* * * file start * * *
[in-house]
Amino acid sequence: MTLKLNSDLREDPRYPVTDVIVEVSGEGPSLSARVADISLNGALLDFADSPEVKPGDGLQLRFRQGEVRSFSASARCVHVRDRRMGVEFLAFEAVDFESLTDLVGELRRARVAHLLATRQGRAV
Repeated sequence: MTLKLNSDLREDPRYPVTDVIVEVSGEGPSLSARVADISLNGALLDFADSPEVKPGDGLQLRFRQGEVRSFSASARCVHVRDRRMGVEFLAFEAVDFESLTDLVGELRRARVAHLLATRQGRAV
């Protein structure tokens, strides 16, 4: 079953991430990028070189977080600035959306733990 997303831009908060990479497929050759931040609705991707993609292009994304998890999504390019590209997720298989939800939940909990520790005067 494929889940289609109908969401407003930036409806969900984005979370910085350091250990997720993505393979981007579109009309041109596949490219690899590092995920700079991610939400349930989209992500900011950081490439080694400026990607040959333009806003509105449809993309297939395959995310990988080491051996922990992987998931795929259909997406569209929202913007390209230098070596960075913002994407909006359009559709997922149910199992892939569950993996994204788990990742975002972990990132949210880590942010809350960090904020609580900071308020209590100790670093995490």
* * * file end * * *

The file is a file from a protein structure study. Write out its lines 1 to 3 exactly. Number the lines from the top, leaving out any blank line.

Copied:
[in-house]
Amino acid sequence: MTLKLNSDLREDPRYPVTDVIVEVSGEGPSLSARVADISLNGALLDFADSPEVKPGDGLQLRFRQGEVRSFSASARCVHVRDRRMGVEFLAFEAVDFESLTDLVGELRRARVAHLLATRQGRAV
Repeated sequence: MTLKLNSDLREDPRYPVTDVIVEVSGEGPSLSARVADISLNGALLDFADSPEVKPGDGLQLRFRQGEVRSFSASARCVHVRDRRMGVEFLAFEAVDFESLTDLVGELRRARVAHLLATRQGRAV